Well, I'm no expert, but coudn't you limit the liquidity of the market if you required investors to hold on to a stock for a certain amount of time before selling it? For instance if you were only allowed to sell stocks after you'd held them for 1 week? Or a day? Or even just 30 seconds?

On reading more about liquidity, it's possible that liquidity isn't exactly the concept I'm trying to describe.
posted by Salvor Hardin at 4:12 AM on August 11, 2011


Am I mistaken, or aren't these the same guys who toasted the economy? I mean, there probably isn't a guy pictured here pulling in under a million a year, right?
posted by maxwelton at 4:12 AM on August 11, 2011


I understand that the stock market is important because it provides liquidity for investors.

Finally, someone thinking about the needs of the rich!
posted by DU at 4:39 AM on August 11, 2011


I like their cute little costumes with all the patches and buttons and tags :)
posted by dave99 at 4:54 AM on August 11, 2011


Am I mistaken, or aren't these the same guys who toasted the economy? I mean, there probably isn't a guy pictured here pulling in under a million a year, right?

you are mistaken. 1)Floor Traders are basically overpaid buggy-whip makers at this point. Its a slowly dying business. 2) None of those guys are making a million dollars a year. Still a lot, but not a million dollars. Maybe their bosses boss does. 3) Structured Products that were at the root of the issues are not traded open outcry so these guys had nothing to do with it.
posted by JPD at 4:56 AM on August 11, 2011 [4 favorites]


I am interested in the back story to these pictures.

The fact that the subjects are always men
well its not the most forward thinking business. Most floor traders are either in the business because it is what their dad did, or they are sort of scrappers from the outerboroughs. There are some woman who do it, but not many. Even by Wall Street standards its a male dominated business - partially because it also has the oldest average age.
that they are bedecked in American flags (when their trades and loyalties presumably are international?),
Presumably most of these pics were taken on a US exchange, so no none of their trades are international. Also demographically this cohort is pretty rah-rah america/republican/Giuliani was the man types. Take the 5:05 to Rockville Centre, Garden City to watch their kids (who just fucking love sports) play baseball/soccer/lacrosse/football.
that they seem to be clinging to the antiquated practice of hanging out on a trading floor (are there any advantages)
Nope - its pretty much buggy whips. The amount of volume that goes through the floor is a fraction of what it was a decade ago.
and that it is considered OK for a (press?) photographer to come to their workplace and spend time looking around for distraught expressions each time there is a market dive. Well these pics are from the floor of the exchanges. I believe they issue press credentials, and that there are people there everyday.
posted by JPD at 5:08 AM on August 11, 2011 [3 favorites]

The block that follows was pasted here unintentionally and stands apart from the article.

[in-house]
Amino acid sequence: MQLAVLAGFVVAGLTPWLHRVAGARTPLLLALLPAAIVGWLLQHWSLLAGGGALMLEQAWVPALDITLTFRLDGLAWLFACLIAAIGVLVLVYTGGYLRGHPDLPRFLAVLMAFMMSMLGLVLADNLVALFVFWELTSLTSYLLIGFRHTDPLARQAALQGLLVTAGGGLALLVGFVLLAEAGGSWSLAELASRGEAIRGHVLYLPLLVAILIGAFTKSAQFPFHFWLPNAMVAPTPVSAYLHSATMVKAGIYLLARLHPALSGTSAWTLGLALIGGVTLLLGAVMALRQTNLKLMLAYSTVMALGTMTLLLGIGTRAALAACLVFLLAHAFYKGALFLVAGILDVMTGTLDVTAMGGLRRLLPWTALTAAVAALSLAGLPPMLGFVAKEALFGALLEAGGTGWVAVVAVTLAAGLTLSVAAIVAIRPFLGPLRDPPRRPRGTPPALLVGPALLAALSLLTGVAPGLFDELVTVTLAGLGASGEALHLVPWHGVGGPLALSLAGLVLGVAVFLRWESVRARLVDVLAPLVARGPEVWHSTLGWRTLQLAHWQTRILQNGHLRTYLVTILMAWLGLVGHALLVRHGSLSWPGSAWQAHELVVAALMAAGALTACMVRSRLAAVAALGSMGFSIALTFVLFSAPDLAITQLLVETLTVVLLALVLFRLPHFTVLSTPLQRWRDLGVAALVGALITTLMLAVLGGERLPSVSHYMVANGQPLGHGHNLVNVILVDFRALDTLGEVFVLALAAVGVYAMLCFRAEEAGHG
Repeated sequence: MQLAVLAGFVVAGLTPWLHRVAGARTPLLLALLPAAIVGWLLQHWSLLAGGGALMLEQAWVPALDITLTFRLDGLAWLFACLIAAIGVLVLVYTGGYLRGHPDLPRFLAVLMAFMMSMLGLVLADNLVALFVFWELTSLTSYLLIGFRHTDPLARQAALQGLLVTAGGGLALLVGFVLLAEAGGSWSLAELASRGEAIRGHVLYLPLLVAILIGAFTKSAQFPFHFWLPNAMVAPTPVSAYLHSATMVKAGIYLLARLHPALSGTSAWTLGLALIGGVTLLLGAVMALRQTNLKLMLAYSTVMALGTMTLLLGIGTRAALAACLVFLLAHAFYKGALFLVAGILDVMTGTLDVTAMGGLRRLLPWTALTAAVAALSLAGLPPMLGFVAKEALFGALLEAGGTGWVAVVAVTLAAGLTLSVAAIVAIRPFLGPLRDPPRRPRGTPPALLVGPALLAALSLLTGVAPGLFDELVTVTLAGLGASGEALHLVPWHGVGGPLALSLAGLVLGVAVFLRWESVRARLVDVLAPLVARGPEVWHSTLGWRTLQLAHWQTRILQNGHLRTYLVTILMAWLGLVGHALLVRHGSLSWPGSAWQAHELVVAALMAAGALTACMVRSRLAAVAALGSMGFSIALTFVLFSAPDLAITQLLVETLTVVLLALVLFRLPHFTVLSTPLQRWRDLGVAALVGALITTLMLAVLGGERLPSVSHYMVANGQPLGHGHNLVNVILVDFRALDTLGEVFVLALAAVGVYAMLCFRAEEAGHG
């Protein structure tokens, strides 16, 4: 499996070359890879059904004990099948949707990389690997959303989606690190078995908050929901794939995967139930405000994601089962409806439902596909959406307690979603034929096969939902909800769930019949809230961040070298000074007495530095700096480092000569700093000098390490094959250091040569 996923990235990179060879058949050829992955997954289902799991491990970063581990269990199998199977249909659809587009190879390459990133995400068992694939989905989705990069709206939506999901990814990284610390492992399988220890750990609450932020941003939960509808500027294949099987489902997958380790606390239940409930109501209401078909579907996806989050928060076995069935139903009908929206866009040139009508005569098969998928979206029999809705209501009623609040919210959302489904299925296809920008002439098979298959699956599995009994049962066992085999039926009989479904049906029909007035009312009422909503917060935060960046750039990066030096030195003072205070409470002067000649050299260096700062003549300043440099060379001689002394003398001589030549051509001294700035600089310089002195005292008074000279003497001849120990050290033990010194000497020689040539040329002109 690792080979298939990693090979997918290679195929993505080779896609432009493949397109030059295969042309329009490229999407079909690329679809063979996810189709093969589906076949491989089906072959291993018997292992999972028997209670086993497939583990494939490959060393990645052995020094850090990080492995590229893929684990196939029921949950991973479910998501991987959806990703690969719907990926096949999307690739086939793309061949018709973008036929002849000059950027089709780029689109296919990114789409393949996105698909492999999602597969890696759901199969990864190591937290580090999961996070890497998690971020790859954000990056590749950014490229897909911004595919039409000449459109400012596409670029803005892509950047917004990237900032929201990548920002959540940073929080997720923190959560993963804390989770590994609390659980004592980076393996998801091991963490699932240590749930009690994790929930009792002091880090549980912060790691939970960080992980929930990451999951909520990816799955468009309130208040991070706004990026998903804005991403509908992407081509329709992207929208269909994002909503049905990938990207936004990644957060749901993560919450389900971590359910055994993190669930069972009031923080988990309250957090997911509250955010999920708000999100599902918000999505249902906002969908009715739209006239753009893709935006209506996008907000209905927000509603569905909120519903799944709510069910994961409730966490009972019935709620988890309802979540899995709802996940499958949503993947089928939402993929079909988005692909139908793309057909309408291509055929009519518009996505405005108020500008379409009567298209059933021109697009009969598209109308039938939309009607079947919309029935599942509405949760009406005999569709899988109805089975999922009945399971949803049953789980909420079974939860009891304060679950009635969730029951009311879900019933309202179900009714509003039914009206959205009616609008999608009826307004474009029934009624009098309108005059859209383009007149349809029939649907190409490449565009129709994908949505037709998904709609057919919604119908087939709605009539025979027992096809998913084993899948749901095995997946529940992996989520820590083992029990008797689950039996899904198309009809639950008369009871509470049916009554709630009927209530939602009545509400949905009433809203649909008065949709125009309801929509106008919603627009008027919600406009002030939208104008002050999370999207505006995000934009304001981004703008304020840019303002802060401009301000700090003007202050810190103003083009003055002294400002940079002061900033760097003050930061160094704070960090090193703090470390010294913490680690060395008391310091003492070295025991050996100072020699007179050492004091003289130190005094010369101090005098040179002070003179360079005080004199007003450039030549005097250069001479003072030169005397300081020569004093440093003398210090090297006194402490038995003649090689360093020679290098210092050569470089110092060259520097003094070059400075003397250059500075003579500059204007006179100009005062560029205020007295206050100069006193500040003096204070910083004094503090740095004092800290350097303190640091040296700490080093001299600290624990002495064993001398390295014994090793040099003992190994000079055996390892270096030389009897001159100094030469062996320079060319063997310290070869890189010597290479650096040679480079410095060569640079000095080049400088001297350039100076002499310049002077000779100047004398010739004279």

I don't understand sad traders. What does the trader care is happening on the markets, they make their vig on volume. If the market is collapsing, presumably it's a pretty good volume day, they're getting paid, why the long face? They should have long faces on Fridays before a long weekend when volume is nil.
posted by Keith Talent at 8:04 AM on August 11, 2011


Most floor guys end up running a slightly long book, so they probably are losing money. I'm pretty sure the guys running the computers doing the same job love it when volatility + volume spikes though.

And there are all sorts of things that are bad for business medium term when the market goes crazy like this.
posted by JPD at 8:17 AM on August 11, 2011


On reading more about liquidity, it's possible that liquidity isn't exactly the concept I'm trying to describe.

You're talking about frequency limits. Yes, this may be a good idea since there's essentially a whole class of high-frequency trading algorithms that are more-or-less trying to DOS stock exchanges all day long. I don't know enough stuff to know whether there's any practical way to implement a frequency limit.
posted by GuyZero at 9:28 AM on August 11, 2011


Well, I'm no expert, but coudn't you limit the liquidity of the market if you required investors to hold on to a stock for a certain amount of time before selling it? For instance if you were only allowed to sell stocks after you'd held them for 1 week? Or a day? Or even just 30 seconds?

The trouble is that people will just not use the market then.
posted by smackfu at 9:44 AM on August 11, 2011


The irony is that the floor traders would love some sort of mandatory minimum holding period (assuming it was measured in seconds or a minute or something)
posted by JPD at 10:04 AM on August 11, 2011


Keith Talent: "I don't understand sad traders. What does the trader care is happening on the markets, they make their vig on volume. If the market is collapsing, presumably it's a pretty good volume day, they're getting paid, why the long face? They should have long faces on Fridays before a long weekend when volume is nil."

*coughseethethirdcommentofthethreadcough*
posted by troll at 12:42 PM on August 11, 2011